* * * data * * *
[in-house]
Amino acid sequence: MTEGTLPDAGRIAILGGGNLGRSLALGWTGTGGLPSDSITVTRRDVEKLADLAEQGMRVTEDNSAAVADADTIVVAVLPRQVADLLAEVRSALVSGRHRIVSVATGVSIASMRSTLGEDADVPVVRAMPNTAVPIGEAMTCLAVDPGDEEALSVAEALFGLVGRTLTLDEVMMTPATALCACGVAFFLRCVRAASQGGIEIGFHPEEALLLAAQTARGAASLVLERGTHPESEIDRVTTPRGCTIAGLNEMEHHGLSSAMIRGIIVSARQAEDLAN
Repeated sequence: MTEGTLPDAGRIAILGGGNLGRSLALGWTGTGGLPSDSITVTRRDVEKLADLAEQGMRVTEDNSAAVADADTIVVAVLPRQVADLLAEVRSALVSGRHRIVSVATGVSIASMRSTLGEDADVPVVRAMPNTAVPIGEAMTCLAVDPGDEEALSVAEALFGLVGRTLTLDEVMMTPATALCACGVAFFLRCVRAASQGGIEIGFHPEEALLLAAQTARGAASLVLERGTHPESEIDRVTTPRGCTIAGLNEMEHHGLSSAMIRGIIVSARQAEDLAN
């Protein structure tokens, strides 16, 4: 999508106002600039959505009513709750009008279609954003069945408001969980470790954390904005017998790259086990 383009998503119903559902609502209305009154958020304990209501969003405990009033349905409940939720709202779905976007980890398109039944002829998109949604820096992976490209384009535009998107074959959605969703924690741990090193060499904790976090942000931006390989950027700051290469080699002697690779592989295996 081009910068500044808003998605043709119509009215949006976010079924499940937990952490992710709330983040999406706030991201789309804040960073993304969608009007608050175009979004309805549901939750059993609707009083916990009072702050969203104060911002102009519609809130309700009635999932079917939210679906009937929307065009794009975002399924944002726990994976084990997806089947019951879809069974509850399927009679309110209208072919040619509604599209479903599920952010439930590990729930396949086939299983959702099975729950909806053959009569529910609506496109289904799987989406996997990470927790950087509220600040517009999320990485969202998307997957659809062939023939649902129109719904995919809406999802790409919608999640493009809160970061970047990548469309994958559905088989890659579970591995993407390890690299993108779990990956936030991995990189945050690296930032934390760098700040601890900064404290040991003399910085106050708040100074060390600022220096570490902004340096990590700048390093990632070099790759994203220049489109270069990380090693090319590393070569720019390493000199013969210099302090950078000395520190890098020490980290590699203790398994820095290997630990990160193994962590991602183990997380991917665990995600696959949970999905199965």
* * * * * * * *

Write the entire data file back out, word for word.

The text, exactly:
[in-house]
Amino acid sequence: MTEGTLPDAGRIAILGGGNLGRSLALGWTGTGGLPSDSITVTRRDVEKLADLAEQGMRVTEDNSAAVADADTIVVAVLPRQVADLLAEVRSALVSGRHRIVSVATGVSIASMRSTLGEDADVPVVRAMPNTAVPIGEAMTCLAVDPGDEEALSVAEALFGLVGRTLTLDEVMMTPATALCACGVAFFLRCVRAASQGGIEIGFHPEEALLLAAQTARGAASLVLERGTHPESEIDRVTTPRGCTIAGLNEMEHHGLSSAMIRGIIVSARQAEDLAN
Repeated sequence: MTEGTLPDAGRIAILGGGNLGRSLALGWTGTGGLPSDSITVTRRDVEKLADLAEQGMRVTEDNSAAVADADTIVVAVLPRQVADLLAEVRSALVSGRHRIVSVATGVSIASMRSTLGEDADVPVVRAMPNTAVPIGEAMTCLAVDPGDEEALSVAEALFGLVGRTLTLDEVMMTPATALCACGVAFFLRCVRAASQGGIEIGFHPEEALLLAAQTARGAASLVLERGTHPESEIDRVTTPRGCTIAGLNEMEHHGLSSAMIRGIIVSARQAEDLAN
């Protein structure tokens, strides 16, 4: 999508106002600039959505009513709750009008279609954003069945408001969980470790954390904005017998790259086990 383009998503119903559902609502209305009154958020304990209501969003405990009033349905409940939720709202779905976007980890398109039944002829998109949604820096992976490209384009535009998107074959959605969703924690741990090193060499904790976090942000931006390989950027700051290469080699002697690779592989295996 081009910068500044808003998605043709119509009215949006976010079924499940937990952490992710709330983040999406706030991201789309804040960073993304969608009007608050175009979004309805549901939750059993609707009083916990009072702050969203104060911002102009519609809130309700009635999932079917939210679906009937929307065009794009975002399924944002726990994976084990997806089947019951879809069974509850399927009679309110209208072919040619509604599209479903599920952010439930590990729930396949086939299983959702099975729950909806053959009569529910609506496109289904799987989406996997990470927790950087509220600040517009999320990485969202998307997957659809062939023939649902129109719904995919809406999802790409919608999640493009809160970061970047990548469309994958559905088989890659579970591995993407390890690299993108779990990956936030991995990189945050690296930032934390760098700040601890900064404290040991003399910085106050708040100074060390600022220096570490902004340096990590700048390093990632070099790759994203220049489109270069990380090693090319590393070569720019390493000199013969210099302090950078000395520190890098020490980290590699203790398994820095290997630990990160193994962590991602183990997380991917665990995600696959949970999905199965």